Can a discretionary bonus be varied so that an employee can become contractually entitled to it?


Yes, the Employment Appeal Tribunal (‘EAT’) has concluded, in the case of Bluestones Medical Recruitment Ltd v Swinnerton, that a bonus, purely discretionary in nature can be varied to become contractual in nature. However, a claim on that basis cannot succeed unless the tribunal reaches clear findings on how that variation occurred.


Mr Swinnerton (‘the Claimant’) initially worked for Bluestones Education in 2013 but transferred to Bluestones Medical Recruitment Ltd (‘the Respondent’) in 2014 as a Medical Recruitment Consultant. The Claimant was promoted as a General Manager in 2015. The Claimant’s contract in 2014 provided for a non-contractual discretionary bonus. From the outset of his employment, the Claimant had been paid a bonus out of a shared 10% pot, based on monthly gross margin. However since becoming General Manager, it was intended that the bonus would be paid quarterly from the net profit of the business. Additionally, the bonus was said to be paid by way of a loan to the Claimant, which he would then pay back by way of dividend.

Before the Claimant was to become a shareholder as intended, the Claimant was suspended and then dismissed for a number of reasons regarding dishonest and fraudulent activity by former employees of the Respondent. During his suspension, the Respondent stopped paying the bonuses.

The Claimant brought a claim for unfair dismissal and an unlawful deduction of wages in respect of unpaid bonus, in the sum of £4,687.87.


The Employment Tribunal (‘ET’) concluded that not paying the Claimant his bonus amounted to an unlawful deduction of wages as provided by s.27 Employment Rights Act 1996. Although the dismissal itself was lawful, the ET nonetheless found that there was an agreed variation to the Claimant’s contract, arising primarily by virtue of custom and practice, which meant that the discretionary bonus was now contractually binding on the Respondent.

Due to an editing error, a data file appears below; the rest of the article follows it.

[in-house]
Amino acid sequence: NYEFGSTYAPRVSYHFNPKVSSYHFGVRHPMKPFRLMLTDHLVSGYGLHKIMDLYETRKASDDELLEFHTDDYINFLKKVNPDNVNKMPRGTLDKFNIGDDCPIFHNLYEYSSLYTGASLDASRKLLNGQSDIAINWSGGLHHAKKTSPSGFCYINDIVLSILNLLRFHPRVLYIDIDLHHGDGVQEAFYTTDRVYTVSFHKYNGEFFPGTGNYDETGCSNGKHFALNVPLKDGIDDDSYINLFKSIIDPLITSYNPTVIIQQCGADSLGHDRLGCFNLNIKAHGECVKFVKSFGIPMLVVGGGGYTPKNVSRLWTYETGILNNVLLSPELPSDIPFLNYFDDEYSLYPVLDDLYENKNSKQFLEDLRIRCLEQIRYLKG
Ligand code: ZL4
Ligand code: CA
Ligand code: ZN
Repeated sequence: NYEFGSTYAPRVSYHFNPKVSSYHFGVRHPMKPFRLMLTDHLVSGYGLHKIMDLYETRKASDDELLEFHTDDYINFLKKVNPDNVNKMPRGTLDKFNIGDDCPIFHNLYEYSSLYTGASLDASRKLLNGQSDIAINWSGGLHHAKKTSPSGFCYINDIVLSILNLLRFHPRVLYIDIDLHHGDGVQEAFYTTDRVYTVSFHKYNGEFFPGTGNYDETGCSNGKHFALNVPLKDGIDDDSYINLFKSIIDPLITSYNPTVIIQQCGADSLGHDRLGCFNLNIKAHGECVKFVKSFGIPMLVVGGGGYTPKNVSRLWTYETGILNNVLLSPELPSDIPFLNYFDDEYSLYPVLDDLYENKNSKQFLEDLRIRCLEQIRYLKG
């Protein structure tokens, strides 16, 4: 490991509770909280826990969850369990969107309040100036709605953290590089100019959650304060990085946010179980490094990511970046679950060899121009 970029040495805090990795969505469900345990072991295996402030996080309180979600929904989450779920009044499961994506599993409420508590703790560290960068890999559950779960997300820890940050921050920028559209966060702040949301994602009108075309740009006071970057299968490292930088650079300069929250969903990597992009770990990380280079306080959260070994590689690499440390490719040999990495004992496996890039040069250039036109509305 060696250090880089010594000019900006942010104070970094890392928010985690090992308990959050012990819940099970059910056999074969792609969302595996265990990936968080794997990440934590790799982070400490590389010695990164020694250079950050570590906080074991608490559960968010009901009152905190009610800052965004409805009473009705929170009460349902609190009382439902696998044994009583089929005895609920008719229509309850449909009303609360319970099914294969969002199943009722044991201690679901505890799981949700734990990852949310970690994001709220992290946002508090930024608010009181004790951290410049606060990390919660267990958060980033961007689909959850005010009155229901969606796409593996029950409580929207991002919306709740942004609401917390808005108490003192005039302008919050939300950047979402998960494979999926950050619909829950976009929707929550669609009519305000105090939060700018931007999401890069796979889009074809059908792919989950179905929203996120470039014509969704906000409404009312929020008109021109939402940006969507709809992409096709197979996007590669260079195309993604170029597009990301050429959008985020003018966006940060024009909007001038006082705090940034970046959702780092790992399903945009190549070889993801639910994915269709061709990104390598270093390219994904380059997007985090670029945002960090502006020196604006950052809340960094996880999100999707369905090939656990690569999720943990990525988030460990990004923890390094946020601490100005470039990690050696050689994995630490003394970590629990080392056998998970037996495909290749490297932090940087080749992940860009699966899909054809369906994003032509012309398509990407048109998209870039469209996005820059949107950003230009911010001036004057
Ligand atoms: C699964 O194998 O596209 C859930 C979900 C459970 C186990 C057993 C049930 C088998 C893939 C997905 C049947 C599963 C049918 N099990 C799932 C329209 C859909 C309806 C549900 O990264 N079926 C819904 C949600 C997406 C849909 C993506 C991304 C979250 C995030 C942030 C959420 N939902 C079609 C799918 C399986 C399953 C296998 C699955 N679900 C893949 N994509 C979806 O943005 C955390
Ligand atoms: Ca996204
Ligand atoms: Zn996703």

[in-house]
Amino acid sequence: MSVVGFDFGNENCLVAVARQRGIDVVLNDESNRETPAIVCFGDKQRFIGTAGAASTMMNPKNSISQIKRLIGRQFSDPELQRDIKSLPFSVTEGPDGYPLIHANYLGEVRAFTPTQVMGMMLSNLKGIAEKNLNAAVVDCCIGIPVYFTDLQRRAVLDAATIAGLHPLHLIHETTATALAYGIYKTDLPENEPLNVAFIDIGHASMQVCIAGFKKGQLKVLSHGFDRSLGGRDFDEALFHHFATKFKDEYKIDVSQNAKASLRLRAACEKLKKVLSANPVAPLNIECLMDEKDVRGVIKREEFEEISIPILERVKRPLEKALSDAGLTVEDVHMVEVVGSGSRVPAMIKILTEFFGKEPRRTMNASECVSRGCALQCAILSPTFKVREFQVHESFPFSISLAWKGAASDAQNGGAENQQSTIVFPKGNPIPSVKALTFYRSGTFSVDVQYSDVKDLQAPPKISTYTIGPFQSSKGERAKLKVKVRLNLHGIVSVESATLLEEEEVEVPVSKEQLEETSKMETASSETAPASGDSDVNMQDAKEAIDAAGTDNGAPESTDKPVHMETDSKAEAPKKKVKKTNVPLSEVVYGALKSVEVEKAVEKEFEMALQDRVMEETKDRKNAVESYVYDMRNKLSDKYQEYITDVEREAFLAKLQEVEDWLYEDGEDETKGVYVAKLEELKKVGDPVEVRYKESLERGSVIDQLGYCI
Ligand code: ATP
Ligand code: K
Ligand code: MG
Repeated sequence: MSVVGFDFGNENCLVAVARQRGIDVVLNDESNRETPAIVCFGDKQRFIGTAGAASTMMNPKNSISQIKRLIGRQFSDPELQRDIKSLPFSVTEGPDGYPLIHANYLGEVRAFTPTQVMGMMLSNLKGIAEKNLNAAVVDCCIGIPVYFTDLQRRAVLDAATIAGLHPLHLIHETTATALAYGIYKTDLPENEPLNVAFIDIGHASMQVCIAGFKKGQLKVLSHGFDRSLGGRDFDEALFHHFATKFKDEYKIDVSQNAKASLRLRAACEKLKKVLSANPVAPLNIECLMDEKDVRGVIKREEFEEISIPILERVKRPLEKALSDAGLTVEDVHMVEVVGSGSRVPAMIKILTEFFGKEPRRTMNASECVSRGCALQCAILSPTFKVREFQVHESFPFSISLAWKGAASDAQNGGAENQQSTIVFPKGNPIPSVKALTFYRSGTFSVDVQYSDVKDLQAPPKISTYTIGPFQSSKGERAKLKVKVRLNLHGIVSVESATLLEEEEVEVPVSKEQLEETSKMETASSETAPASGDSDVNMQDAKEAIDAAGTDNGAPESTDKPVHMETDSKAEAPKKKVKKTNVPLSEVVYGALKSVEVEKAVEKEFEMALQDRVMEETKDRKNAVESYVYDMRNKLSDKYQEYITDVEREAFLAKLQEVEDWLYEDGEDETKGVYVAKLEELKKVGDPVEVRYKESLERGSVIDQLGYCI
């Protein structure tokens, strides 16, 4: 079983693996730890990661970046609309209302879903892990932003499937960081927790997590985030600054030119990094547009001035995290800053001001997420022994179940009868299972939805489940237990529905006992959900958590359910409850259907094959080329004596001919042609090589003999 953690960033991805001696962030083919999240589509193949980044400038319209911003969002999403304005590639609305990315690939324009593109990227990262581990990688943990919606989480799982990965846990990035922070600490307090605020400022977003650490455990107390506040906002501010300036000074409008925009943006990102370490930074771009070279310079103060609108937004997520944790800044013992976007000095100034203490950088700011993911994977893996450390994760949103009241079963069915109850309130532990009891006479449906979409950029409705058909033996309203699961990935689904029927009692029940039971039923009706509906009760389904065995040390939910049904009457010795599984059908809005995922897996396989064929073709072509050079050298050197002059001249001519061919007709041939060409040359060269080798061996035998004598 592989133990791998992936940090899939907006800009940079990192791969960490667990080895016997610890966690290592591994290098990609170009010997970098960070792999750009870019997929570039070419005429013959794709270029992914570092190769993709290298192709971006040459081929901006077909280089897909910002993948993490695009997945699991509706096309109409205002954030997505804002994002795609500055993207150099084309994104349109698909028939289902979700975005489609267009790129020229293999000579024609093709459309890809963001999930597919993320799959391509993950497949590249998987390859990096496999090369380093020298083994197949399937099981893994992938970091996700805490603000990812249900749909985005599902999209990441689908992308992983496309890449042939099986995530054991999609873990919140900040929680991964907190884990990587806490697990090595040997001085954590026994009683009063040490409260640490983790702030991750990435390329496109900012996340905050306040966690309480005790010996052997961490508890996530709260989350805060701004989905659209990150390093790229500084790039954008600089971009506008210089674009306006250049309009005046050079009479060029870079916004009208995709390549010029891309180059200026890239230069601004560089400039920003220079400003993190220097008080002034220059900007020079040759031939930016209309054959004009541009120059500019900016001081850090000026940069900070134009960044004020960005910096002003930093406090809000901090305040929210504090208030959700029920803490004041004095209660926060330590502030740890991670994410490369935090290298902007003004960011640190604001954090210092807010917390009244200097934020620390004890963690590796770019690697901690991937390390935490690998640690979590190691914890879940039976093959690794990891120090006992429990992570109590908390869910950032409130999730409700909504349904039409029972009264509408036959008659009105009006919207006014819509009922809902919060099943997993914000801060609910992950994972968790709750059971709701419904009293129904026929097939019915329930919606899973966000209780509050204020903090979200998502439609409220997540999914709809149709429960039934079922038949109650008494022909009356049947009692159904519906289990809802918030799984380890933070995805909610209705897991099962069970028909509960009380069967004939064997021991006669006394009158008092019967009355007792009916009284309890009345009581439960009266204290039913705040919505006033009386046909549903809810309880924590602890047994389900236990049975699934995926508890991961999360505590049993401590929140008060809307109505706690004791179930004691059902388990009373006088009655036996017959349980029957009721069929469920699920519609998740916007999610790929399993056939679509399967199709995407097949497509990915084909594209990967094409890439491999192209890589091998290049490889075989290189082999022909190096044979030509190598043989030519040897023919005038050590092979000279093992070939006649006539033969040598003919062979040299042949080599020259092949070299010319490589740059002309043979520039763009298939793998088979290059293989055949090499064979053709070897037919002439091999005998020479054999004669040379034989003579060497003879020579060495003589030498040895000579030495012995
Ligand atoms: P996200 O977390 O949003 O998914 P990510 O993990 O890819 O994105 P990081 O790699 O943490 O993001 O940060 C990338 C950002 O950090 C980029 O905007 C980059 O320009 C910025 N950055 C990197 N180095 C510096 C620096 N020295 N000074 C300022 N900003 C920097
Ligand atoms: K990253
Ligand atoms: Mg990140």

While the Claimant argued that simply describing a bonus as discretionary does not necessarily mean that the employer has a right not to pay it, the Respondent appealed to the EAT. The Respondent argued, primarily that the ET failed to carry out the required assessment of the relevant circumstances to displace the express discretionary bonus term with an entitlement based on custom and practice.

The EAT has raised difficulty with the ET’s approach in considering how it carried out the relevant assessment. Accordingly, the EAT has decided that the unauthorised deductions claim cannot stand without a different tribunal assessing the relevant variation to determine that the bonus is now contractually binding in nature.

Implication for Employers 

There is some merit to this case in highlighting that just because a bonus is expressly written in an employee’s contract as ‘discretionary’, does not mean that any given tribunal can rule that the bonus is in fact contractual. The difficulty here is placed on the tribunals to properly assess how the variation, if any, has actually occurred.

The variation most commonly applied to find that such bonuses must be paid is by virtue of custom and practice. For example, an employer is likely to be bound to pay their employees their annual bonus (even if discretionary in nature) if they have always done so. Accordingly, employers should be mindful not to simply ‘pick and choose’ as and when they pay their bonuses and should adhere to their standard practices as to avoid a potential successful claim for unlawful deduction of wages.

The law and practice referred to in this article or webinar has been paraphrased or summarised. It might not be up-to-date with changes in the law and we do not guarantee the accuracy of any information provided at the time of reading. It should not be construed or relied upon as legal advice in relation to a specific set of circumstances.

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